|Subject||Re: Permission problem|
> Thank you for the response, and please accept my apologies for theIf you are lucky, the source database is not in use at the time rsync
> skimpy information. However I have inherited the systems and am trying
> to figure out what happens when one system is copied on top of another
> with the Linux rsync. FirebirdSS-1.5 is running on both systems when I
> do a "ps -A | grep fbserver", but only one server is online; the other
> is suppose to be a backup server in case the primary server fails.
runs. By lucky, I mean that no connections or transactions are started
or ended and the garbage collection is not running (ie, the database
engine is doing nothing to the file for the entire time the file is
being copied). For a tiny database of a few MB (and a fast rsync
link), you may get away with it, but much larger and the database file
could be modified while the copy is taking place.
The more normal case would be that something happens during the copy.
For example, someone starts a new transaction. In this case, the TIP
in your destination database file won't be aware of this transaction,
however by the time rsync reads the data page, it copies some data
from that transaction. It doesn't take too much imagination to realise
that this is not a good thing at all.
Another example, you copy an index page before a data page of the
given table. Between reading the index page and reading the data page,
someone inserts a new record, but the index will not contain this
record. You may then find yourself violating unique constraints left
right and centre (because Firebird just looks into the index to
determine whether a value exists rather than the slow operation of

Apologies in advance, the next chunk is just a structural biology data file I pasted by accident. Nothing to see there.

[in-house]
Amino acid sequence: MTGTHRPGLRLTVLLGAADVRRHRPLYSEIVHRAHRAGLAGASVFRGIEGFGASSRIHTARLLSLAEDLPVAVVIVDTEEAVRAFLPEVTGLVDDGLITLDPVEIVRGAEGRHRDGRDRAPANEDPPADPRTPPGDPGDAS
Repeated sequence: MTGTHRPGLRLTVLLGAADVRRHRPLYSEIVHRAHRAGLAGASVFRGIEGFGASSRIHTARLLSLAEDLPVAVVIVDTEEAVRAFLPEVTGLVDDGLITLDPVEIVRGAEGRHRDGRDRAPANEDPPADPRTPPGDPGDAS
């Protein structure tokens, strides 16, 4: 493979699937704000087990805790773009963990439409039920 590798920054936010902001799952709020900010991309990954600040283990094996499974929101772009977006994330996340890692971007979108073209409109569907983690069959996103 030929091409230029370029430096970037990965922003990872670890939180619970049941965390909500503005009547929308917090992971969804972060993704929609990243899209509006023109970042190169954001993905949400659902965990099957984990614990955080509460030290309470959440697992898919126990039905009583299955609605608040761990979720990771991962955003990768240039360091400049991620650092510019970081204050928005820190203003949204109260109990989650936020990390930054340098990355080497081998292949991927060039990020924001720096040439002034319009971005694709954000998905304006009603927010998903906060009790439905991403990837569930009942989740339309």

reading the entire table). Worse still, a backup will not restore
easily if it contains a table that contains duplicates in a unique
Worse still, and although I can not understand how it is possible,
there have been reports about the source database being corrupted by
copying it using a file system level copy utility.
In case you haven't guessed what I am hinting at yet, DO NOT RSYNC /
XCOPY / FTP / ZIP / or whatever a database file that is in use.
There are two things you may wish to consider to solve your problem.
If you are after a complete replication, then various replications
tools are available that work with Firebird. If you are simply after
are usable backup copy on a different server, then you can use the
gbak tool that ships with Firebird to safely generate a backup file.
One side note, if you are using Firebird 2, there is a new backup
utility (NBackup) which does give the option of doing file system
level things to the database while it is active. You need to first put
the database into a special mode where it maintains a sort of change
log but keeps the database file itself stable. After you have finished
with rsync, you need to use the utility to tell the firebird your
backup is finished and it will merge the changelog into the main
database file. Firebird 2 is not production stable, it is release
candidate level, so specific questions regarding it are off topic in
this list (until it becomes classified as stable), so you will need to
google for the appropriate documents for this feature if interested.